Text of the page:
Appears inVisual Art and Prints

Mark Denton


c1982, screenprint on paper

Gender issues were at the helm of posters produced at ACME Ink and Megalo Print Studio in the early 1980s. Mark Denton, a male artist amongst a community of strong minded and vocal females, helped develop and print many iconic feminists screen-prints.

Denton’s poster Untitled, colloquially referred to as the ‘shaving poster’, is a self-portrait that tackles concepts of masculinity. Depicting himself as a superhero, Denton alludes to his role as sidekick to the strong female artists that surround him and their political antics. The artist, in shaving his beard while wearing feminine red nails, places himself in this nuanced position as being a confident man aligned with feminist causes.

This poster was developed in his final year at Canberra School of Art under the tuition of Mandy Martin.

This work forms part of Mandy Martin’s poster collection that she gifted to Canberra Museum and Gallery in 1998. In her role as Lecturer in the Printmaking Department at the Canberra School of Art, Mandy Martin brought both practical knowledge and an infectious, fearless spirit for making screen-prints to a generation of artists only a few years younger than herself. Battling against a perception that it was a commercial process with application only in community arts, Martin struck initial resistance to the idea that screen-printing was a valid medium to be taught at art school.

With limited employment pathways out of art school, Martin helped facilitate the establishment of ACME Ink through the shifting of her print table to Gorman House in Braddon in 1981. In the cramped conditions of the heritage building Julia Church, Mark Denton, Kath Walters and Alison Alder spent a frenetic few years making posters and prints for causes and events as well as their own creative endeavours. These posters were unleashed on Canberra’s unsuspecting community with its’ carefully planned streets, generating instant attention for a small art community eager to gain visibility and activate change. As commercial galleries were initially reluctant to show their work, this circle of artists contributed to the establishment of Bitumen River Gallery in a car park at the Manuka shops, which continues today as a venue for Canberra Contemporary Art Space. Martin’s print table remains in use at Megalo Print Studio in Kingston.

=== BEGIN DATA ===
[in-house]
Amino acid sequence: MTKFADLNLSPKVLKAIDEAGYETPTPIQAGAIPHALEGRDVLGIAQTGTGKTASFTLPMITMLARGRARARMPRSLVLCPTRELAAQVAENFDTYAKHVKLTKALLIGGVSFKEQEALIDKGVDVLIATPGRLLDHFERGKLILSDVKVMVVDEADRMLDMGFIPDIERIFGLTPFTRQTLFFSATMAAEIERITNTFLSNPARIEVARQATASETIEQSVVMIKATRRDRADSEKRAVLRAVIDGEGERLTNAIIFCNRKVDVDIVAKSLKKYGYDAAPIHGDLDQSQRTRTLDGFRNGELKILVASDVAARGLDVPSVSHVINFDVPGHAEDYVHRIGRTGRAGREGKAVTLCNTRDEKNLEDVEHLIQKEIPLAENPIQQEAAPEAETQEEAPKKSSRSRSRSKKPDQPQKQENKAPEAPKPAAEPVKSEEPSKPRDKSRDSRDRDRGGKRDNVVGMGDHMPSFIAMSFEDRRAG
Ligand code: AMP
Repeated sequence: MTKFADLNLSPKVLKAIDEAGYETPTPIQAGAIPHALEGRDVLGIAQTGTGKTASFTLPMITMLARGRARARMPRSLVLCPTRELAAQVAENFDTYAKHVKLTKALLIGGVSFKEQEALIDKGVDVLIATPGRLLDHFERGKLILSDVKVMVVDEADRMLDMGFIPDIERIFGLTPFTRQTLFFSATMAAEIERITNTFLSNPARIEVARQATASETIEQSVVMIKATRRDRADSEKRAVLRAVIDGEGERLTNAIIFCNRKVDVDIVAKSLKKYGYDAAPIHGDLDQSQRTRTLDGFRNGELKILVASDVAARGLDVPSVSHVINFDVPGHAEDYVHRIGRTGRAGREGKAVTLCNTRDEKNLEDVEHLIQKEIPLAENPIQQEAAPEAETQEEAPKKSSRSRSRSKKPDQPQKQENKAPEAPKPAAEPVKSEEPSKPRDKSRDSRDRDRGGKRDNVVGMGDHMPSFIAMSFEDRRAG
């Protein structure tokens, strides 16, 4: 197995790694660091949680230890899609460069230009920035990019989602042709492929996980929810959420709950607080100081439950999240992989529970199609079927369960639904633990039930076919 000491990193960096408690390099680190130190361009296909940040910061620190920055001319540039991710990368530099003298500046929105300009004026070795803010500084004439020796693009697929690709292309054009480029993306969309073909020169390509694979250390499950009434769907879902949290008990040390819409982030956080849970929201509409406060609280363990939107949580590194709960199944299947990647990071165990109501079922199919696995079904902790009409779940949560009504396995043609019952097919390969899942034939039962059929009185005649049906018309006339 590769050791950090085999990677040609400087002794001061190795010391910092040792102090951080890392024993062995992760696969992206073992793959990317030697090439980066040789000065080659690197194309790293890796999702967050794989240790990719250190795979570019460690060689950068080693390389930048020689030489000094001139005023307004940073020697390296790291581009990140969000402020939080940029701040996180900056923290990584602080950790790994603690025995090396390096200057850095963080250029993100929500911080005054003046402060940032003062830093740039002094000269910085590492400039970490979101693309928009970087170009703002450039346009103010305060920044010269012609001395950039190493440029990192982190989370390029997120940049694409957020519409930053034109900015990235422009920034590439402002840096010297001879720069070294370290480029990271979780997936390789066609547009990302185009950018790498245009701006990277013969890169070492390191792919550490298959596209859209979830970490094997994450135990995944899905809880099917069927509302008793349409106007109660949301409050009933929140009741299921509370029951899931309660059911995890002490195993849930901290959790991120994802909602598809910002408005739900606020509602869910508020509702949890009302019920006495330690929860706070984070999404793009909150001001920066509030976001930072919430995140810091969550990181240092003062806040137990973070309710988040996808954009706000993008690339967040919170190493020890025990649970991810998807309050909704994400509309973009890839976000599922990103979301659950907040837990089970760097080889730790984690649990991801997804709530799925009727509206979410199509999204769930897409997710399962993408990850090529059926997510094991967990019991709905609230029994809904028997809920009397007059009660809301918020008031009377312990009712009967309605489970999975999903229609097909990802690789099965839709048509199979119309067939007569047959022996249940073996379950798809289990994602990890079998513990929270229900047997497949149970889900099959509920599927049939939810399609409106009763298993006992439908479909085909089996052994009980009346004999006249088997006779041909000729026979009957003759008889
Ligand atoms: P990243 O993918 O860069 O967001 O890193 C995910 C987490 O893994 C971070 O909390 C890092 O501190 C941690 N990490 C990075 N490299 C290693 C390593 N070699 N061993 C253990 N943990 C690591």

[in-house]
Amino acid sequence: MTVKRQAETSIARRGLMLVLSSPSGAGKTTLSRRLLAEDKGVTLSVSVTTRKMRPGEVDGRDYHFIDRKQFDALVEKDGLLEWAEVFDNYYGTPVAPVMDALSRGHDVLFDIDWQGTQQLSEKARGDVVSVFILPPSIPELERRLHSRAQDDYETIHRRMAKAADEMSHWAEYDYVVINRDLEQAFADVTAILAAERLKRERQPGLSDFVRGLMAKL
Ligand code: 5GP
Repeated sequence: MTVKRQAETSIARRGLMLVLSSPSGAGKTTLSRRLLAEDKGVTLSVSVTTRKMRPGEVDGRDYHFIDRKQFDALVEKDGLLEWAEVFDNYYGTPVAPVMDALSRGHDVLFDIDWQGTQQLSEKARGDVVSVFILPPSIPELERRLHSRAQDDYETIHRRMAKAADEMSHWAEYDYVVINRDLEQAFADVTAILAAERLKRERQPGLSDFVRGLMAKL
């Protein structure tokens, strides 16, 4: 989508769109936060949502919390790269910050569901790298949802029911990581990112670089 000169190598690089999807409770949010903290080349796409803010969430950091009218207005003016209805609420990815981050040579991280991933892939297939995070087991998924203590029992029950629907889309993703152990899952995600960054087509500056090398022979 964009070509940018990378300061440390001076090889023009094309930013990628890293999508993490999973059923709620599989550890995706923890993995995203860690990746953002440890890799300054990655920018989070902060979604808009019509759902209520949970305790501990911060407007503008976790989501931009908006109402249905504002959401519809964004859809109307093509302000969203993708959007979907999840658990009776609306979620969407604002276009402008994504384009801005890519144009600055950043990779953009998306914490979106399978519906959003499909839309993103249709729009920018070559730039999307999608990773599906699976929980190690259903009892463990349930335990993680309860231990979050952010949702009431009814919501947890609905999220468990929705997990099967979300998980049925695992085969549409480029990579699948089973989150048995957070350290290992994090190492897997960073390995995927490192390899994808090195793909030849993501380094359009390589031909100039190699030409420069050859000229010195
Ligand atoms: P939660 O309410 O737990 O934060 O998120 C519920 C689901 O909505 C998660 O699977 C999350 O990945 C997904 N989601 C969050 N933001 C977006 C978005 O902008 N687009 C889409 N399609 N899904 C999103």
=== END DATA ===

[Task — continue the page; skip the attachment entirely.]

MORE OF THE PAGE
ACME Ink. had its genesis in the relocation in 1981 of my screenprinting equipment to a separate studio at Gorman House, Braddon ACT. An informal screenprinting cooperative developed; many of its members were graduated students or staff from the Canberra School of Art. The prints they produced addressed social issues and events associated with Canberra…I formed this archive as a personal reference collection.

- Mandy Martin, Donation Statement 1998


405 x 339 mm irreg. (image) 558 x 381 mm (sheet)


Visual Art


Canberra Museum and Gallery, donated through Australian Government's Cultural Gifts Program by Mandy Martin 1998